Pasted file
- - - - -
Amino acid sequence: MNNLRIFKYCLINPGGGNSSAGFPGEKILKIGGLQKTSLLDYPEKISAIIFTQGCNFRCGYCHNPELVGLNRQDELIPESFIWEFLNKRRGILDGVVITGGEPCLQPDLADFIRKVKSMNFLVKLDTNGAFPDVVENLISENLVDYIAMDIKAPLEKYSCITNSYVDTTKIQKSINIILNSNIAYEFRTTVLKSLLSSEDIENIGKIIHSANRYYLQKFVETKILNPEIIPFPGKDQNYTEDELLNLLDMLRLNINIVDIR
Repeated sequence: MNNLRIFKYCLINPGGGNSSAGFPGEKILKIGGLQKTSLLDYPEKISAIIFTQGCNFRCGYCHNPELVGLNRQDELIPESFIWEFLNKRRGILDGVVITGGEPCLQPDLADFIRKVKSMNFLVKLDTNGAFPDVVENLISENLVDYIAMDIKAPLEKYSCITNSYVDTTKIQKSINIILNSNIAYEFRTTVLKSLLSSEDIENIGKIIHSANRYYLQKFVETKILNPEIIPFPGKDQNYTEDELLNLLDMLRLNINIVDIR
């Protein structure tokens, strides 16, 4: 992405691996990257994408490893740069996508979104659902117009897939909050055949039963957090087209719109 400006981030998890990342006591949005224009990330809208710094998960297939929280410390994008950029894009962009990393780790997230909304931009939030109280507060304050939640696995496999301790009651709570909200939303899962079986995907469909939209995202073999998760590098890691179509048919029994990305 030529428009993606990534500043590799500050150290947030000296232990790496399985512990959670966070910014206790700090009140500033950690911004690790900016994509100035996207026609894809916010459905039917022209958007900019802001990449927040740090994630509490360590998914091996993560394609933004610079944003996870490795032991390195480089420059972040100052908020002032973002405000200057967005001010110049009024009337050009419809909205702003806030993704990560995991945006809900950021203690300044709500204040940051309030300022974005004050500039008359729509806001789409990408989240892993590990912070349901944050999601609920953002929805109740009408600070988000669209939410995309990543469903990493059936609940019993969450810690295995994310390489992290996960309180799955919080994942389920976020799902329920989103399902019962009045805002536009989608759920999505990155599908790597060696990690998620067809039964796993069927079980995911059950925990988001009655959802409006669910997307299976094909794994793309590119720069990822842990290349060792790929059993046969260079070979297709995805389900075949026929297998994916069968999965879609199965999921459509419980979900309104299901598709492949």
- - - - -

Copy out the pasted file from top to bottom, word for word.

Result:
Amino acid sequence: MNNLRIFKYCLINPGGGNSSAGFPGEKILKIGGLQKTSLLDYPEKISAIIFTQGCNFRCGYCHNPELVGLNRQDELIPESFIWEFLNKRRGILDGVVITGGEPCLQPDLADFIRKVKSMNFLVKLDTNGAFPDVVENLISENLVDYIAMDIKAPLEKYSCITNSYVDTTKIQKSINIILNSNIAYEFRTTVLKSLLSSEDIENIGKIIHSANRYYLQKFVETKILNPEIIPFPGKDQNYTEDELLNLLDMLRLNINIVDIR
Repeated sequence: MNNLRIFKYCLINPGGGNSSAGFPGEKILKIGGLQKTSLLDYPEKISAIIFTQGCNFRCGYCHNPELVGLNRQDELIPESFIWEFLNKRRGILDGVVITGGEPCLQPDLADFIRKVKSMNFLVKLDTNGAFPDVVENLISENLVDYIAMDIKAPLEKYSCITNSYVDTTKIQKSINIILNSNIAYEFRTTVLKSLLSSEDIENIGKIIHSANRYYLQKFVETKILNPEIIPFPGKDQNYTEDELLNLLDMLRLNINIVDIR
């Protein structure tokens, strides 16, 4: 992405691996990257994408490893740069996508979104659902117009897939909050055949039963957090087209719109 400006981030998890990342006591949005224009990330809208710094998960297939929280410390994008950029894009962009990393780790997230909304931009939030109280507060304050939640696995496999301790009651709570909200939303899962079986995907469909939209995202073999998760590098890691179509048919029994990305 030529428009993606990534500043590799500050150290947030000296232990790496399985512990959670966070910014206790700090009140500033950690911004690790900016994509100035996207026609894809916010459905039917022209958007900019802001990449927040740090994630509490360590998914091996993560394609933004610079944003996870490795032991390195480089420059972040100052908020002032973002405000200057967005001010110049009024009337050009419809909205702003806030993704990560995991945006809900950021203690300044709500204040940051309030300022974005004050500039008359729509806001789409990408989240892993590990912070349901944050999601609920953002929805109740009408600070988000669209939410995309990543469903990493059936609940019993969450810690295995994310390489992290996960309180799955919080994942389920976020799902329920989103399902019962009045805002536009989608759920999505990155599908790597060696990690998620067809039964796993069927079980995911059950925990988001009655959802409006669910997307299976094909794994793309590119720069990822842990290349060792790929059993046969260079070979297709995805389900075949026929297998994916069968999965879609199965999921459509419980979900309104299901598709492949």